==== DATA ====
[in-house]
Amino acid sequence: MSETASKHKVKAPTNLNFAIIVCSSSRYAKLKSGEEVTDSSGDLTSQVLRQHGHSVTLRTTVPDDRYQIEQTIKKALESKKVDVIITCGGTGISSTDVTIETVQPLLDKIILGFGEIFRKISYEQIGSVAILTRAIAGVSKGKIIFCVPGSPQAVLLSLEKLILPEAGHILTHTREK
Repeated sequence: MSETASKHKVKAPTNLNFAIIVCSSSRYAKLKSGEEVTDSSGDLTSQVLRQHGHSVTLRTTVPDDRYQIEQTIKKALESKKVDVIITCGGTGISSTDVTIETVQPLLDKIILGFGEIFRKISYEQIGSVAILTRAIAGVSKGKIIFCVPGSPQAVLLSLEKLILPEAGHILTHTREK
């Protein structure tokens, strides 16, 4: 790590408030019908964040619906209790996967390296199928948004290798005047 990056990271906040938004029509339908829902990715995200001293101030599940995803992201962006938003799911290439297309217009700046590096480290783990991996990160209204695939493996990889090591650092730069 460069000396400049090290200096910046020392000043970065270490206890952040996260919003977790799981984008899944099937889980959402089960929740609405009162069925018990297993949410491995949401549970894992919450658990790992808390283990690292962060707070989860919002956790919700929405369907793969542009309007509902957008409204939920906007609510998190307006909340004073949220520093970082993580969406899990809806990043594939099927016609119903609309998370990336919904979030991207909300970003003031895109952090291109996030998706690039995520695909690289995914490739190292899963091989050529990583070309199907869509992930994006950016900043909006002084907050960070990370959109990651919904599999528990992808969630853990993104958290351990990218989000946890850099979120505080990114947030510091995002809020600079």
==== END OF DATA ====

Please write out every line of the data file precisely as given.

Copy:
[in-house]
Amino acid sequence: MSETASKHKVKAPTNLNFAIIVCSSSRYAKLKSGEEVTDSSGDLTSQVLRQHGHSVTLRTTVPDDRYQIEQTIKKALESKKVDVIITCGGTGISSTDVTIETVQPLLDKIILGFGEIFRKISYEQIGSVAILTRAIAGVSKGKIIFCVPGSPQAVLLSLEKLILPEAGHILTHTREK
Repeated sequence: MSETASKHKVKAPTNLNFAIIVCSSSRYAKLKSGEEVTDSSGDLTSQVLRQHGHSVTLRTTVPDDRYQIEQTIKKALESKKVDVIITCGGTGISSTDVTIETVQPLLDKIILGFGEIFRKISYEQIGSVAILTRAIAGVSKGKIIFCVPGSPQAVLLSLEKLILPEAGHILTHTREK
């Protein structure tokens, strides 16, 4: 790590408030019908964040619906209790996967390296199928948004290798005047 990056990271906040938004029509339908829902990715995200001293101030599940995803992201962006938003799911290439297309217009700046590096480290783990991996990160209204695939493996990889090591650092730069 460069000396400049090290200096910046020392000043970065270490206890952040996260919003977790799981984008899944099937889980959402089960929740609405009162069925018990297993949410491995949401549970894992919450658990790992808390283990690292962060707070989860919002956790919700929405369907793969542009309007509902957008409204939920906007609510998190307006909340004073949220520093970082993580969406899990809806990043594939099927016609119903609309998370990336919904979030991207909300970003003031895109952090291109996030998706690039995520695909690289995914490739190292899963091989050529990583070309199907869509992930994006950016900043909006002084907050960070990370959109990651919904599999528990992808969630853990993104958290351990990218989000946890850099979120505080990114947030510091995002809020600079």